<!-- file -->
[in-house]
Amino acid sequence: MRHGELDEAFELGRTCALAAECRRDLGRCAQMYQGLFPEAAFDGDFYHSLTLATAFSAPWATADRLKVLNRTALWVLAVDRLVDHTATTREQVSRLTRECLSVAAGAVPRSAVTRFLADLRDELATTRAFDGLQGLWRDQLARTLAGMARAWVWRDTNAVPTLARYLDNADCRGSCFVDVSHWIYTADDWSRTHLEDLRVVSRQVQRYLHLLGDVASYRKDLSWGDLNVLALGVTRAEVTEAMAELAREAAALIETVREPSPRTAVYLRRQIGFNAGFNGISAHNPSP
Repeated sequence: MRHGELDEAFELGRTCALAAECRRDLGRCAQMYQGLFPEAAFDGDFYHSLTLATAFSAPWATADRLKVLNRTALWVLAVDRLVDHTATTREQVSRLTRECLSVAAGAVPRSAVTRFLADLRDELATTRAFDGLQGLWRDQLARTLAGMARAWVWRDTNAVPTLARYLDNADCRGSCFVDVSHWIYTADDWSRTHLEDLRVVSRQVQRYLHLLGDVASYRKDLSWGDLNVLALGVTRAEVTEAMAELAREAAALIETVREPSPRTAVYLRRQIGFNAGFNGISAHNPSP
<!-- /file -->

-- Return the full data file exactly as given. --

[in-house]
Amino acid sequence: MRHGELDEAFELGRTCALAAECRRDLGRCAQMYQGLFPEAAFDGDFYHSLTLATAFSAPWATADRLKVLNRTALWVLAVDRLVDHTATTREQVSRLTRECLSVAAGAVPRSAVTRFLADLRDELATTRAFDGLQGLWRDQLARTLAGMARAWVWRDTNAVPTLARYLDNADCRGSCFVDVSHWIYTADDWSRTHLEDLRVVSRQVQRYLHLLGDVASYRKDLSWGDLNVLALGVTRAEVTEAMAELAREAAALIETVREPSPRTAVYLRRQIGFNAGFNGISAHNPSP
Repeated sequence: MRHGELDEAFELGRTCALAAECRRDLGRCAQMYQGLFPEAAFDGDFYHSLTLATAFSAPWATADRLKVLNRTALWVLAVDRLVDHTATTREQVSRLTRECLSVAAGAVPRSAVTRFLADLRDELATTRAFDGLQGLWRDQLARTLAGMARAWVWRDTNAVPTLARYLDNADCRGSCFVDVSHWIYTADDWSRTHLEDLRVVSRQVQRYLHLLGDVASYRKDLSWGDLNVLALGVTRAEVTEAMAELAREAAALIETVREPSPRTAVYLRRQIGFNAGFNGISAHNPSP